Caramel colours are added to food to give a deeper shade of brown
and are widely used in a variety of foods including non-alcoholic
flavoured drinks, confectionary, soups, seasonings and alcoholic
drinks such as beer, cider and whisky.
Caramel colours are complex mixtures of compounds produced by
carefully controlled heat treatment of carbohydrates (sugars).
They are classified into four categories depending on the reagent
used in their manufacture (ammonia and/or sulphite or no reagent),
and generally known by the E numbers E150a, E150b, E150c, and
The European Food Safety
Authority (EFSA) has revised its estimate of consumer exposure
to three caramel colours (E 150a, E 150c, E 150d) used in a variety
of foods and beverages. Using new data on the levels of three
caramel colours (E 150a, E 150c, E 150d) as they are used in food
and drinks as well as new consumption data, EFSA has concluded
that consumer exposure to these colours is considerably lower
than that expressed in the Authority’s 2011 scientific opinion.
In most cases, the revised exposure estimate is below the Acceptable
Daily Intake (ADI) established by EFSA’s experts in 2011.
However, for toddlers and adults whose intake is very high, exposure
may exceed the ADIs for the caramel E 150c. The main sources of
exposure to E 150c are bakery wares for toddlers and alcoholic
drinks for adults.
In its 2011 opinion, EFSA’s Scientific Panel on Additives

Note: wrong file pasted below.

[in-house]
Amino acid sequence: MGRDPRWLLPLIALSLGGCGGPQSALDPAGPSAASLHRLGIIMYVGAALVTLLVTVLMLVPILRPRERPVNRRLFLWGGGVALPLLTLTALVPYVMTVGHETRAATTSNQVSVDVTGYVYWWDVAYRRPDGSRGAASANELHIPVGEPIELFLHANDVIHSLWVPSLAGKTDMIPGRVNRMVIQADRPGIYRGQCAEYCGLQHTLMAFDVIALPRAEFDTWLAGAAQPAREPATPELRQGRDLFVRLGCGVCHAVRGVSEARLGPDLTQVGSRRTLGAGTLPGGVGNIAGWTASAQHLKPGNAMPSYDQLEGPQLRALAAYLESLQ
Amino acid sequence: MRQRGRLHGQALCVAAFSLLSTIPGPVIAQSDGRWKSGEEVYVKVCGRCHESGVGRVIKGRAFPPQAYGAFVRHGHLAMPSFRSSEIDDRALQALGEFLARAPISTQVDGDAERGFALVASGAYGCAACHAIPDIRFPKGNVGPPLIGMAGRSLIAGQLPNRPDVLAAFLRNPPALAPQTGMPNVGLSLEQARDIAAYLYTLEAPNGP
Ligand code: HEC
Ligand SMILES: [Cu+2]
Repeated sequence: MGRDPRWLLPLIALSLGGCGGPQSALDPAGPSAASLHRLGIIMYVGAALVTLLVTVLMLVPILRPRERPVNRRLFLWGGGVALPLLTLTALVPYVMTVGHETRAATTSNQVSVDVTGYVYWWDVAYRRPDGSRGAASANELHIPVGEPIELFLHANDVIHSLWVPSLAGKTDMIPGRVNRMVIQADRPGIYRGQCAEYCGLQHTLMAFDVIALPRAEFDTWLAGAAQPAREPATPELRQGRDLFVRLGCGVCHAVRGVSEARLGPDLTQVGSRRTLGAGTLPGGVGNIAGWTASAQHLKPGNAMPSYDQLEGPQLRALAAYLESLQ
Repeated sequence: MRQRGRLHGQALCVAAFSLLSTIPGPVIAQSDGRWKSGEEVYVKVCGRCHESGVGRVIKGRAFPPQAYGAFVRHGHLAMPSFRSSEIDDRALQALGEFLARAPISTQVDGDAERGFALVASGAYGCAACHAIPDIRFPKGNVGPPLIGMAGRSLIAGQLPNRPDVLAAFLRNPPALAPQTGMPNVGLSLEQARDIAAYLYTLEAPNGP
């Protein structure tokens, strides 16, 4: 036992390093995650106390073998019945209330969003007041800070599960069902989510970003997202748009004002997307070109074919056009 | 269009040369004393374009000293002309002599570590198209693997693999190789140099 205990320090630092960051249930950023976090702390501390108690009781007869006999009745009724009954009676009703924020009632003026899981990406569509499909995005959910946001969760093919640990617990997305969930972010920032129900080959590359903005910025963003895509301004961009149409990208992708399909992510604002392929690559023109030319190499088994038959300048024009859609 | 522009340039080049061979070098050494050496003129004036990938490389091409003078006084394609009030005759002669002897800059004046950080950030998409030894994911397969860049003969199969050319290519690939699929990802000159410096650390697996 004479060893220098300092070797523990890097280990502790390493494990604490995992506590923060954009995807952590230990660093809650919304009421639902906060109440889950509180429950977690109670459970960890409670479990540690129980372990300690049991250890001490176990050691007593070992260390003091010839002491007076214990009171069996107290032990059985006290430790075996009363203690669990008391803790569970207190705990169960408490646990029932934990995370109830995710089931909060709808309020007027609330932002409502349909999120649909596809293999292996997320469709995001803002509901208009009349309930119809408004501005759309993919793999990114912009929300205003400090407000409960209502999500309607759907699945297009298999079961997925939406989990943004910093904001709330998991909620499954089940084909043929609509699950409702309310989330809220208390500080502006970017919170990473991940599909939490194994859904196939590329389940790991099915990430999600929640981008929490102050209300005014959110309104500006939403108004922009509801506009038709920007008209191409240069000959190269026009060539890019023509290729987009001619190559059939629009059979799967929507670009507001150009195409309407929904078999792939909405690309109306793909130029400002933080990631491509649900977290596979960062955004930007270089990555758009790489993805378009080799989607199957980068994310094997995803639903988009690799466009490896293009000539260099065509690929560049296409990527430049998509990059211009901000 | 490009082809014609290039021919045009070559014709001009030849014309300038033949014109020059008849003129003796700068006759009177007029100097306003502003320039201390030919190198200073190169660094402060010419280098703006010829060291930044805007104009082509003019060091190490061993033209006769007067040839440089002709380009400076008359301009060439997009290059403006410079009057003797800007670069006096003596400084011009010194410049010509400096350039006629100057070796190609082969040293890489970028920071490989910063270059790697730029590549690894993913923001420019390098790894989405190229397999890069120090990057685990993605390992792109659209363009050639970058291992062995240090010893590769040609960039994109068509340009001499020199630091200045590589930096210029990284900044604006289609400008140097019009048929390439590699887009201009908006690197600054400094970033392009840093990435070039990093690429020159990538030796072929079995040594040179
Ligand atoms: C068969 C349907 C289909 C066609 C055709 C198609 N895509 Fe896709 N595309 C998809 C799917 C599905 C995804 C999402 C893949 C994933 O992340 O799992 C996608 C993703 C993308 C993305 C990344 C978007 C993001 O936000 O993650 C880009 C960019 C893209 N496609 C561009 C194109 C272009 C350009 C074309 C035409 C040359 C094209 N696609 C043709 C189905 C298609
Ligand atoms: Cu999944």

and Nutrient Sources Added to Food (ANS Panel) carried out a complete
re-evaluation of the safety of these three colours plus one other
(E 150b) and established ADIs for their use in food. Given their
similar chemical properties and uses in food, the ANS Panel also
set a group ADI of 300 milligrams per kilogram of body weight
per day (mg/kg bw/day) for combined exposure to all four caramel
colours (with a restrictive ADI of 100 mg/kg bw/day for E 150c
within the group ADI). Based on the more limited scientific information
available at the time, the 2011 opinion concluded that it was
possible that the use of caramel colours in foods may lead to
exposures in excess of the ADIs.
In its new statement, EFSA has refined its estimate of likely
exposure to caramel colours in food based on new data provided
by industry in 2012 on use levels in products ready to be consumed
and consumption data available in the EFSA Comprehensive European
Food Consumption Database. Estimates of consumer exposure through
the diet to the three caramel colours individually is considerably
lower than in the previous exposure assessment and – with
the exception of E 150c for toddlers and adults with high consumption
levels – no longer exceed the ADIs. The combined exposure
estimates of the four caramel colours do not exceed the group
ADI of 300 mg/kg bw/day for any population group.
This latest work reviewing consumer exposure to caramel colours
used in foods and beverages complements EFSA’s previous
risk assessment on these colours carried out in the context of
the Authority’s on-going re-evaluation of all food colours
currently authorised in the EU. EFSA’s scientific advice
will help to inform decisions of EU policy makers in relation
to food colours.